Recently I was the first person in New Zealand to use a new Facebook product called Hotline.
Coming from the social media company's New Product Experimentation (NPE) team, it's somewhat of a hybrid between Clubhouse and Twitch, but is also something that feels very new.
Designed as a q&a app, Hotline sessions consist of a host who schedules it ahead of time and shares a link with their followers. Once it starts, the host presents with audio and optional video, and can 'invite to stage' any of the other participants, which turns their mic on.
Viewers can indicate they have a question at any point by pushing a button and then type a text preview of it, which can be upvoted or downvoted by others before the host decides to invite them to the stage.
The host can also remove inappropriate questions from the queue, kick people out, or make another participant a co-host.
It's interesting to think about how Hotline will actually be used. One thing that leapt to mind was a virtual post-film q&a, seeing as film festivals are looking to remain at least somewhat online in a post COVID-19 world.
But it could also be an amazing way for a musician to interact with fans after debuting a new track.
Cooking or make-up experts could also use it as an interactive teaching tool - the controlled way the questions get to the host could be more convenient than the unruly flood of comments in an Instagram Live or Twitch stream.
"With Hotline, what we're hoping to understand is how live, interactive multimedia q&a sessions can help people learn from experts in areas like professional skills, just as it helps those experts build their businesses," Emilie Haskell, Facebook's NPE communications leader told me via Hotline.
"The goal here is really helping creators grow their businesses and helping people have the type of access to them that they've been asking for."
The session I was in only had five people involved and was a product briefing on Hotline itself, the sort of which I've received dozens in the last year over Zoom, Teams, Webex etc. But the way Hotline works gives the q&a part that follows the presentation a very different feel I'm eager to try in a different context.
Hotline is geared toward 'knowledge experts' who don't yet have enormous followings, but I think it would be most fun when used with people who already have them. There's real potential greatness in this thing if it was picked up by the right people.
I'd love to be in one with a filmmaker like Darren Aronofsky, a musician like Trent Reznor, or a game director like Neil Druckmann. This format would be so much more satisfying than something like a Reddit AMA and with the way questions can be previewed, it'd actually be better than a live post-film q&a, which often get cringeworthy due to the bizarre questions.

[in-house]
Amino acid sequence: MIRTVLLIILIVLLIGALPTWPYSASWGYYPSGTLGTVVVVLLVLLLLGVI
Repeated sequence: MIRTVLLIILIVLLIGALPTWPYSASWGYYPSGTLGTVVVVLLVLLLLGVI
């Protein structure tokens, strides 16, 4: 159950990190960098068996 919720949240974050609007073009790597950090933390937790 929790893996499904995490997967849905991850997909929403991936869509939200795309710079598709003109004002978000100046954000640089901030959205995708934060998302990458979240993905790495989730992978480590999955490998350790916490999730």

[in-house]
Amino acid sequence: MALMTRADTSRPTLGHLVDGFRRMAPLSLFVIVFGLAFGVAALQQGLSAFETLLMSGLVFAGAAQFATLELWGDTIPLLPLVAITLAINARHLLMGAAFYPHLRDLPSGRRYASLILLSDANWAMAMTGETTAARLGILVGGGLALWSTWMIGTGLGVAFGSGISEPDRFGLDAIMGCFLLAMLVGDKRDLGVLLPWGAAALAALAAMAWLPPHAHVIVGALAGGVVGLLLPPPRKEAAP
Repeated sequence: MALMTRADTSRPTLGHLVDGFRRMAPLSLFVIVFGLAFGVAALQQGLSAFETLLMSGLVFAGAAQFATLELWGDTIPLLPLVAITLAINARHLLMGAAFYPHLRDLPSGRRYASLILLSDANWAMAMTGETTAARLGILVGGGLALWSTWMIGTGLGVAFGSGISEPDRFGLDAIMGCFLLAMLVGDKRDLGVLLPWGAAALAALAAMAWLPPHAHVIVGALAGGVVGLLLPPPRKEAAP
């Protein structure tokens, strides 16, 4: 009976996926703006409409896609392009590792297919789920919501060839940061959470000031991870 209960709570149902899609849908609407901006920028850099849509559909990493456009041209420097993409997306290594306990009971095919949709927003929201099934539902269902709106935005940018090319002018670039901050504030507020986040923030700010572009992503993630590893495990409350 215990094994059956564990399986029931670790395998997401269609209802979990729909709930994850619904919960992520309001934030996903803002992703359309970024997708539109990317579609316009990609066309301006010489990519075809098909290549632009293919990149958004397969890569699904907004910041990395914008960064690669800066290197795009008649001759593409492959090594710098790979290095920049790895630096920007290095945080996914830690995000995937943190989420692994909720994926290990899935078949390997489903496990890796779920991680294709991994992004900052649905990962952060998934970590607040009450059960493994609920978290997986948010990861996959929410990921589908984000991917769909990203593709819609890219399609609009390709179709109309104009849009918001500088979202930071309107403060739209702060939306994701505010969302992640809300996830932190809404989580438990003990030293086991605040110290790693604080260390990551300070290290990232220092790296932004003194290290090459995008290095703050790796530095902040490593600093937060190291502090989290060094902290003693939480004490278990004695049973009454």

One problem with Hotline compared to other video-driven platforms is how small the video actually is. While conversation is the focus, watching the host clearly isn't, given what a tiny portion of the screen their video takes up - the screenshots in this article give you an idea.
But Facebook already offers Instagram Live and live Facebook video products which have live comment sections, so it makes sense for Hotline not to compete in that space, not to mention how strong a hold Twitch has on the livestream market.
The Clubhouse model has shown huge potential and we're clearly going to be seeing a lot of rival apps out soon. Hotline isn't even Facebook's competitor to Clubhouse, by the way, they have another entirely separate product in development that is very much that.
Hotline is different - it's hard to say from the test session I experienced, but it does seem unique. It has other features like automatically transcribed closed captions which users can toggle on or off. The accuracy of these is hit and miss, like most auto-transcription tools, but it's a nice little bonus.
A text file of that auto-transcription is sent to the host following a Hotline session, in addition to an MP3 audio file and MP4 video. All for free. That content wouldn't be copyrighted, either, so the creator could re-edit it and repost it anywhere else they wanted.
In terms of monetisation, currently Facebook isn't planning to offer any within Hotline itself, but will allow hosts to restrict sessions to paid subscribers from a third-party service. But if a host only shares the session's unique link with their Patreon or Substack customers, for example, any of those people could share it publicly and that'd let anyone in.
Interestingly, you use Twitter to login to this Facebook product. That's said to be because the 'knowledge experts' it's targeting mostly use Twitter to communicate with their followers.
For now at least, the Hotline team will be listening in to every session, making sure no participant breaks its or Facebook's rules. That's on top of the moderation the host does themself. But it's important to note that hate speech and anything criminal won't be allowed on the platform - go back to 4chan if that's what you're into.
Facebook's NPE department is making apps that are for use on their own, outside of Facebook entirely. By the looks of things Hotline won't even require people to have a Facebook account to use it, so even if you hate Facebook that may not be a reason not to try Hotline.
But who would want to try Hotline anyway? That'll all come down to who hosts sessions on it. If you're a fan or want to learn from someone and they announce they're holding a Hotline, getting into it could be really rewarding.
If nobody you're interested in gets on Hotline, well, there's not much point in it for you.
Will Hotline blow up like TikTok, or will it flop like Google Plus? It could go either way. Most likely it'll fall somewhere in between, becoming a well-loved niche for certain groups while being ignored by the masses.
Whatever the case, it's an interesting product that could be cool and I'm curious to see how it goes.